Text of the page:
Are Reverse Mortgages a Good Deal?

Find out what a reverse mortgage is and if one’s a wise move for your financial situation.

What is a reverse mortgage? A reverse mortgage, also known as a home equity conversion mortgage, allows homeowners age 62 and older to convert the equity in their home to cash, which can benefit them under certain circumstances.

In addition to the age requirement, you must meet other qualifications to be eligible for reverse mortgage solutions. If you’re worried about your retirement funds, review the qualifications and consider all the aspects of this loan type to decide if a reverse mortgage is right for you.

Reverse Mortgage Qualifications

One qualification you need to get a reverse mortgage is to be 62 years or older. Here are the other four:

  1. You must live in the home you own.
  2. Your home must be paid off or have a low enough mortgage balance for you to pay it off with funds from the reverse mortgage transaction.
  3. You must have the financial means to pay your property taxes and insurance.
  4. You must receive consumer information, which is typically free or very inexpensive, from a HECM counselor prior to obtaining the loan.

Find Out: 15 Surprising Reasons Your Mortgage Loan Could Be Rejected

The Basics of How a Reverse Mortgage Works

The majority of U.S. reverse mortgages are regulated and insured by the Department of Urban Housing and Development and the FHA. Current reverse mortgage rules allow qualifying homeowners to convert a portion of their homes’ equity to cash to supplement Social Security benefits or cover unexpected medical bills.

A reverse mortgage, however, is not like a typical home equity loan because you don’t repay the loan each month with a reverse mortgage. A reverse mortgage doesn’t require you to repay the loan until you no longer use the home as your principal residence — due to a move or death — or a default on the mortgage occurs.

See: Refinancing Your Home With Current FHA Mortgage Rates

How to Initiate a Reverse Mortgage

One requirement you’ll need to fulfill if you want a reverse mortgage is meeting with an HUD-approved home equity conversion mortgage counselor before you apply. The counselor will review the reverse mortgage definition and its pros and cons with you and assess your financial situation to help you ensure you avoid the possibility of foreclosure.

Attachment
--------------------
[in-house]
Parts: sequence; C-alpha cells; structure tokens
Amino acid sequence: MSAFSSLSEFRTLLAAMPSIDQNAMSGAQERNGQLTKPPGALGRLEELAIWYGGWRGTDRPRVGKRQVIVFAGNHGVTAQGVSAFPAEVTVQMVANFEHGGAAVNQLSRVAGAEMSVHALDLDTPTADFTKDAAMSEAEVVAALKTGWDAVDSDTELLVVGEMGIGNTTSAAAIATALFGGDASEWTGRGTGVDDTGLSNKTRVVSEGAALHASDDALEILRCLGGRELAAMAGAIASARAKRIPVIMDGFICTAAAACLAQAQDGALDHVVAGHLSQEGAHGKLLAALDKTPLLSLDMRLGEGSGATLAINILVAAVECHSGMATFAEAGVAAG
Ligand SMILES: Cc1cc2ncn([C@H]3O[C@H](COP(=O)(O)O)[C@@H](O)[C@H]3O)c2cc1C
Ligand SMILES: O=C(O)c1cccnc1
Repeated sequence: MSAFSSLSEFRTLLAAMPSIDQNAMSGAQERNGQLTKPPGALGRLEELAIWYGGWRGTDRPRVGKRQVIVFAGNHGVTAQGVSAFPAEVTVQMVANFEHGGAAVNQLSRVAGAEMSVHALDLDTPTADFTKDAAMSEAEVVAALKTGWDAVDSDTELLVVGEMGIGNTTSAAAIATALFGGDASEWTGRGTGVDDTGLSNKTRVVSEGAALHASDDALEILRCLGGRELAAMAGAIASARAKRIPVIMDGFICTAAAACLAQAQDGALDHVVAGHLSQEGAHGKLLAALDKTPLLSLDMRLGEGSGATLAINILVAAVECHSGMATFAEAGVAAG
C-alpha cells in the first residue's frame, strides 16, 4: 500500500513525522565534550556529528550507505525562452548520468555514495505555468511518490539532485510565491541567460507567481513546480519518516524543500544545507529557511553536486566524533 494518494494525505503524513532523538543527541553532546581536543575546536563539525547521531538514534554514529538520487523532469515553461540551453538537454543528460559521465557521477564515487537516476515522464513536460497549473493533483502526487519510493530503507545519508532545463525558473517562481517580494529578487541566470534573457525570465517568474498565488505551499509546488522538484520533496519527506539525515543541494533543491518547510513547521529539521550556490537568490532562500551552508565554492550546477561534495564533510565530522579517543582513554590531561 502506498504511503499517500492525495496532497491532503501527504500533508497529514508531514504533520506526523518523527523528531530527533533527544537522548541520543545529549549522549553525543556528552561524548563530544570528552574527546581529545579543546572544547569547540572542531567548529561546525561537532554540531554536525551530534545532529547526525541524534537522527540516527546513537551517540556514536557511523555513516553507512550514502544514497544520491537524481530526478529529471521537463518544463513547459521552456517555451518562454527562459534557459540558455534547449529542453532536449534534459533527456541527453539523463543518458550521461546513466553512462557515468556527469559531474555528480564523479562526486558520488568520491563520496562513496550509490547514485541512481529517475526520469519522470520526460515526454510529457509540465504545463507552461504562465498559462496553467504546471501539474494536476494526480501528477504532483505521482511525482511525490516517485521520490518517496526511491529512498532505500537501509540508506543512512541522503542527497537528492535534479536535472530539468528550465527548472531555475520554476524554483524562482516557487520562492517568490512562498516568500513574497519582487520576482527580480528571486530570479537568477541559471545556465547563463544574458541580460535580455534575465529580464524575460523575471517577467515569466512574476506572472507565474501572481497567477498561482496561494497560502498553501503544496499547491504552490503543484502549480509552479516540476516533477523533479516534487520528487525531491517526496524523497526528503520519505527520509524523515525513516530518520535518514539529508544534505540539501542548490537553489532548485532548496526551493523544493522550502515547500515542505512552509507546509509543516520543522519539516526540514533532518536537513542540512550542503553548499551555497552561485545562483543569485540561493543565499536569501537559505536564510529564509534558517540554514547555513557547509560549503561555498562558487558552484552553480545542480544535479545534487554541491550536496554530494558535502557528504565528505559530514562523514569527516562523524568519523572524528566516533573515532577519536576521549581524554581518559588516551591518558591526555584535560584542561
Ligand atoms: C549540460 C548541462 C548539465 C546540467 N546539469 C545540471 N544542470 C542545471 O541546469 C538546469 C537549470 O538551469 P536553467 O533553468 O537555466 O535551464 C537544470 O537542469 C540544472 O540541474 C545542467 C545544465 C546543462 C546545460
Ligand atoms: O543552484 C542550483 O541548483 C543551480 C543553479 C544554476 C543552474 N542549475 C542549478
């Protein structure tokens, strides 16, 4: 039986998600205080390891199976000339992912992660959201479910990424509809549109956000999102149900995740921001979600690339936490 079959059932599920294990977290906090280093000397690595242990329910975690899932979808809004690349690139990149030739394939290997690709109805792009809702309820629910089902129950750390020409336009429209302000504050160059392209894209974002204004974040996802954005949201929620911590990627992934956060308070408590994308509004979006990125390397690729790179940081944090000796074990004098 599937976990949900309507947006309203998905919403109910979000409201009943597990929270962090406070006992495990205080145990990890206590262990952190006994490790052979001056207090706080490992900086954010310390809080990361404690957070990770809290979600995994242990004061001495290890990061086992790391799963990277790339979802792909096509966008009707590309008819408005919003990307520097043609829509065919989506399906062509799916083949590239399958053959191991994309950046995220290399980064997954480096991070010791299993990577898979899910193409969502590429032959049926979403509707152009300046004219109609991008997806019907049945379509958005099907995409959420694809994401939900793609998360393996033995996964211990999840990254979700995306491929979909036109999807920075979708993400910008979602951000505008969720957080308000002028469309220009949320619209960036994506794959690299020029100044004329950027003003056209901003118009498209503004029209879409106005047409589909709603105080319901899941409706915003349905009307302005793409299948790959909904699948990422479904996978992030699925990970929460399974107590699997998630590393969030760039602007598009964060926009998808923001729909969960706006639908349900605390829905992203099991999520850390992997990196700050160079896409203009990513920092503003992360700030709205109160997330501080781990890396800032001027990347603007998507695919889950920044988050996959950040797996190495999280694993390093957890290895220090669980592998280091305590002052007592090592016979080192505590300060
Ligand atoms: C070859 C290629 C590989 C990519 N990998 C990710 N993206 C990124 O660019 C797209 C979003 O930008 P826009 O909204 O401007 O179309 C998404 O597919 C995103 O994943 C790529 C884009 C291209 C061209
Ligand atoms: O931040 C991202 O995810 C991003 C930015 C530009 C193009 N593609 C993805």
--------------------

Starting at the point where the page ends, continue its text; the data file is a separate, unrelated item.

Is a Reverse Mortgage Right for You?

Reverse mortgages come with pros and cons. Ask yourself the following questions before you decide to apply for one:

  • Is there a better way to change your financial situation? Consider local or state programs that help lower bills or sell your home and use the proceeds to fund a less expensive living situation.
  • Is it necessary to utilize your home’s equity now or can you wait? Once you use the equity in your home for a reverse mortgage it’s no longer a financial resource for you. You’ll eventually have to sell your home to repay the loan — this could leave you with only a fraction of your current equity depending on the difference between what you owe and the home’s value when you sell it.
  • Are you willing to pay the up-front and long-term costs of a reverse mortgage? Upfront costs include lender fees, your initial mortgage insurance payment and closing costs. Loan interest and recurring mortgage insurance payments represent long-term costs. A lower interest rate from a mortgage company like SecurityNational Mortgage Company — an HUD-approved lender for reverse mortgages — can save you hundreds or thousands of dollars over the life of the loan. Locate the best reverse mortgage interest rates by shopping a wide range of reverse mortgage lenders.
  • Do you plan on staying in your home? If you don’t plan on staying in your house for the long haul, the upfront costs won’t be worth it.
  • Do you live on a fixed income with few financial resources? If you’re approved for a reverse mortgage and can’t pay your property taxes or insurance, you’ll risk the possibility of a foreclosure.
  • Will your partner or spouse who lives with you be a co-borrower? Your significant other must a co-borrower or he’ll either have to vacate the home or repay the loan if you die.
  • Is it important to leave your home to your children or other heirs? If this is important to you, a reverse mortgage might not be a good choice because you could have to sell your home to repay the loan.

Related: Apply for a Mortgage Loan Today

The Bottom Line

So, are reverse mortgages a good deal? If one will enable you to stay in your home for many years and you’re confident you’ll be able to afford the ongoing homeownership costs, it could be a good deal for you.

With a reverse mortgage, you can supplement your income, afford in-home care or pay off your current mortgage loan to eliminate a recurring debt. Keep in mind, however, that once you access the equity in your home through a reverse mortgage, it won’t be available to use at a later time.

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